3. Intergroup Activities: Such activities are designed to improve the effectiveness of interdependent groups, ie those that must cooperate to produce a common output. These focus on joint activities and the output of the groups as a single system rather than 2 subsystems.4. Survey Feedback Activities: These are the activities that focus on the use of questionnaires to generate information which is then used to identify problems and opportunities.5. Education and Training Activities: These activities are designed to improve skills, abilities and knowledge. Several activities and approaches are possible, depending on the nature of the need.6. Techno structural or Structural Activities are designed to improve organizational structures and job designs. Activities could include either: a) Experimenting with new organizational structures and evaluating their effectiveness b) Devising new ways to bring technical resources to bear on problems7. Process Consultation Activities are activities that help the client “Perceive, Understand and act upon process events which occur in the client’s environment”. The client gained insight into the human processes in organizations and learns skills in diagnosing and managing them. Emphasis on communication, leader and member roles in groups, problem solving and decision making, group norms, leadership and authority and intergroup cooperation and competition.8. Third -Party Peacemaking Activities: These are the intervention by a skilled third party aimed at helping 2 organizational members manage their interpersonal conflict. Based on confrontation and an understanding of conflict and conflict resolution processes.9. Strategic Management Activities: It helps key policy-makers reflect on the organization’s basic mission and goals, environmental demands, threats and opportunities, engaging in long-range planning of both a reactive and a proactive nature. Attention is focused outside of the org. and to the future.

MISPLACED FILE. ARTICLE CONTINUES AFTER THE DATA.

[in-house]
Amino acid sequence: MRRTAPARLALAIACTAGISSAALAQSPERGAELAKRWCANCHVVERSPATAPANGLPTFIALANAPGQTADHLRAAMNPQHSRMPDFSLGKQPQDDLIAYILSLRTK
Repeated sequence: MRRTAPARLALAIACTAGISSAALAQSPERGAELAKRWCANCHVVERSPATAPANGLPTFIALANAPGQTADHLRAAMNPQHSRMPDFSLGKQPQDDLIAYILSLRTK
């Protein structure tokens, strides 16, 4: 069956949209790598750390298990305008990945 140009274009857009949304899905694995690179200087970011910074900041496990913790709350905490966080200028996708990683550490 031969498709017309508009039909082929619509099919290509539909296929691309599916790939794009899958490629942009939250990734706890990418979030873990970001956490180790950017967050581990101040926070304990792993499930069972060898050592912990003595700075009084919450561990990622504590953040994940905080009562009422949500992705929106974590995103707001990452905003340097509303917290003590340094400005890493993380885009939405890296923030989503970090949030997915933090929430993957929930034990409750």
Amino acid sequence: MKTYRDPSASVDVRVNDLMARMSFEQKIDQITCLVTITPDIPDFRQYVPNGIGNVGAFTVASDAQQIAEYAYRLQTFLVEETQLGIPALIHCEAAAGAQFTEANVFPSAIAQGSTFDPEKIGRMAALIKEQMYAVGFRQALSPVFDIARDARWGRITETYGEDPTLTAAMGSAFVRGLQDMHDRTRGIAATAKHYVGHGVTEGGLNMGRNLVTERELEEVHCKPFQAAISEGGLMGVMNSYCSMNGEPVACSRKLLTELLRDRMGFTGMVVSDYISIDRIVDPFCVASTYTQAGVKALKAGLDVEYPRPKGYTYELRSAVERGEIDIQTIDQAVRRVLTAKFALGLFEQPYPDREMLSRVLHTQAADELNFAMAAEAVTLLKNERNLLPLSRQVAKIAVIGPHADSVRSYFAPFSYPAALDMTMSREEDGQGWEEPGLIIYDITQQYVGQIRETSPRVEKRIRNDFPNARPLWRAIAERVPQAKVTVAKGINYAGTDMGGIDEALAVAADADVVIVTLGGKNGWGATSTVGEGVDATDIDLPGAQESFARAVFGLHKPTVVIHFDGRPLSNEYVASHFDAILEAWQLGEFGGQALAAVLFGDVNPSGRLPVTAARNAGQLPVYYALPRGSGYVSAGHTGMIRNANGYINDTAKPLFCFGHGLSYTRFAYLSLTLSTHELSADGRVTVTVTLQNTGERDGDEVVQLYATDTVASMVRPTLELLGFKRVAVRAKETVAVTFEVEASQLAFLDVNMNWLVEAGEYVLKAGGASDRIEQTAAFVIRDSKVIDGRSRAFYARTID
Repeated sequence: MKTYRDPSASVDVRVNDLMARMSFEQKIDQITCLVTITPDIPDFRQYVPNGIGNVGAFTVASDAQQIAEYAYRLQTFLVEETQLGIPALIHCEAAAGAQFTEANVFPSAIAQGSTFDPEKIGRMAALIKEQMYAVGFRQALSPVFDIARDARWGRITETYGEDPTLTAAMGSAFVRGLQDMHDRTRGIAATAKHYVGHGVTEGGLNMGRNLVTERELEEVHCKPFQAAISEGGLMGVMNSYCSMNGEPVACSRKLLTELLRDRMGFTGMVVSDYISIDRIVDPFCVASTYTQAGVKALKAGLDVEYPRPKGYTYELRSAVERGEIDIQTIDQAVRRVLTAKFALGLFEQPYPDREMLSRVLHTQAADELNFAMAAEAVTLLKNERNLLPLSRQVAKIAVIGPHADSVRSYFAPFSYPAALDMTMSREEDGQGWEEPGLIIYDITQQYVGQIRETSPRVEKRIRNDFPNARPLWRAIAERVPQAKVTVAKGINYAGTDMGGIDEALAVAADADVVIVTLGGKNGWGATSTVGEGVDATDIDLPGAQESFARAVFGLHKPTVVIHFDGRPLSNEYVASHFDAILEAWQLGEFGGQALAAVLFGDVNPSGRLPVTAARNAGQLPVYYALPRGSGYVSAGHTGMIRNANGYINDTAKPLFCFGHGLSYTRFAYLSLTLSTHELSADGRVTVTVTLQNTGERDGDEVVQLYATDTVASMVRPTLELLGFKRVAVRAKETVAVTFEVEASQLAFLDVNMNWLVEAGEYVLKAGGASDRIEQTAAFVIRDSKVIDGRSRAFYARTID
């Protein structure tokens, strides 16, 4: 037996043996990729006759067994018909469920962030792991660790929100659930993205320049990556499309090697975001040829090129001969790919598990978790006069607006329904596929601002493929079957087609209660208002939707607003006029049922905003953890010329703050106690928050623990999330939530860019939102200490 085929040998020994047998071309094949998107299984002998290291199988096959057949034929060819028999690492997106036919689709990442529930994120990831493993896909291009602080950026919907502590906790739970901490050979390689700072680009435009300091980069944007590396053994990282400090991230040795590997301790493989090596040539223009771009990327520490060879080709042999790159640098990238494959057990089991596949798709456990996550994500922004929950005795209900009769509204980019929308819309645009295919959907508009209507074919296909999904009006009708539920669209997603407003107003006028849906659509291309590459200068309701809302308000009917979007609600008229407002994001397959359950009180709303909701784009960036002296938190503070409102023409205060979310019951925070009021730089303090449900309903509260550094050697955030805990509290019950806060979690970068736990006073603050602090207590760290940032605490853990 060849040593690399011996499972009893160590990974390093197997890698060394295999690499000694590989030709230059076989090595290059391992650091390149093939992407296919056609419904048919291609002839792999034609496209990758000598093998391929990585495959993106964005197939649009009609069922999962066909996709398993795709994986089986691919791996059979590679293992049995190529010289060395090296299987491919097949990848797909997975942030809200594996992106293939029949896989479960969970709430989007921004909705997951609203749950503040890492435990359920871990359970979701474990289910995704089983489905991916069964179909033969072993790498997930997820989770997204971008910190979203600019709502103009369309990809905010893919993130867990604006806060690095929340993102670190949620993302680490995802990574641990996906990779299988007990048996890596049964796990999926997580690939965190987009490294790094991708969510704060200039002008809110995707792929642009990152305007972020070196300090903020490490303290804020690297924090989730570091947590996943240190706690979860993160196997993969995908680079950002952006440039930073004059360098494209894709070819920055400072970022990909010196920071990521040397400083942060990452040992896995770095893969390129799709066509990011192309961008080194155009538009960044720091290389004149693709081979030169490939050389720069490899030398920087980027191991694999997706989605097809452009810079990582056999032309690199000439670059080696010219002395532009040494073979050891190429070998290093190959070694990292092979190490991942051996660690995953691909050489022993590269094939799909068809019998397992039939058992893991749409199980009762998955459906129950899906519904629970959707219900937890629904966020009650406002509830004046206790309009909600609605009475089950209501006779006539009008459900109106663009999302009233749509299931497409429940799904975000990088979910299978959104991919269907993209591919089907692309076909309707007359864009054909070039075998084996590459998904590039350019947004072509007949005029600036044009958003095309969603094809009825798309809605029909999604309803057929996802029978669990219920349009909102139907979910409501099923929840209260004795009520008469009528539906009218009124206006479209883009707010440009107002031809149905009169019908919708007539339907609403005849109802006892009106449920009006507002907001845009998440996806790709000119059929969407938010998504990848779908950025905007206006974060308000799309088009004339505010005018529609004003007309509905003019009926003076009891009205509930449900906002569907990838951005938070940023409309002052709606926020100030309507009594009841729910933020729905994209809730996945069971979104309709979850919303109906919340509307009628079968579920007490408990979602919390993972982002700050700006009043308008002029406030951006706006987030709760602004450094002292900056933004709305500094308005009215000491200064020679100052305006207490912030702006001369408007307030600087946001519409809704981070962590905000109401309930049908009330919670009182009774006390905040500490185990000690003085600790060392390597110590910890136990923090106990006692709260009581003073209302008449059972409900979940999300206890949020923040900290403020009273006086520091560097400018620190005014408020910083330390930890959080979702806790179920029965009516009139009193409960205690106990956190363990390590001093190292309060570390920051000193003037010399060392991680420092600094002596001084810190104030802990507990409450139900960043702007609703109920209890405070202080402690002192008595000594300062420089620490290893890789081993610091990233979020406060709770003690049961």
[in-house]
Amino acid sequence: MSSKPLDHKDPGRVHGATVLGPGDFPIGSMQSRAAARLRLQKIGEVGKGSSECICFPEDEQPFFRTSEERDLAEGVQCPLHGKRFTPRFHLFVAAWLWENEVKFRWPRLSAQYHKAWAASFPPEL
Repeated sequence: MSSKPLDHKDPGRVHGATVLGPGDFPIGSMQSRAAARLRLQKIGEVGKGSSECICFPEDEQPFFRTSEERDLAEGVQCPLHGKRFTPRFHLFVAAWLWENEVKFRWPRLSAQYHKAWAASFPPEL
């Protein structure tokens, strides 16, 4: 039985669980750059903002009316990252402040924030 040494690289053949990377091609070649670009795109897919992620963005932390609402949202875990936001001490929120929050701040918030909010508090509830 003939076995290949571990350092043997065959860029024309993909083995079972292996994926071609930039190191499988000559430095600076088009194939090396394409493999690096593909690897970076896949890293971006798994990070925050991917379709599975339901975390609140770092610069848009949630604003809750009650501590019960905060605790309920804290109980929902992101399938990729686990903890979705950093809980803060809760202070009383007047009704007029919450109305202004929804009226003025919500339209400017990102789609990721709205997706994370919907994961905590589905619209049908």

10. Sensitivity Training: Sensitivity Training is a form of training that claims to makepeople more aware of their own prejudices, and more sensitive to others. According toits critics, it involves the use of psychological techniques with groups that its critic claimare often identical to brainwashing tactics. Critics believe these techniques areunethical.11. Organisational Transformation Activities: Thses activities focus on large- scale system changes that will fundamentally transform the nature of the organization. Virtually every aspect of the org. is changed: structure, management philosophy, reward systems, work design, mission, values and culture. 12. Force-field Analysis: Force field analysis is an influential development in the field of social science. It provides a framework for looking at the factors (forces) that influence a situation, originally social situations. It looks at forces that are either driving movement toward a goal (helping forces) or blocking movement toward a goal (hindering forces). The principle, developed by Kurt Lewin, is a significant contribution to the fields of social science, psychology, social psychology, organizational development, process management, and change management.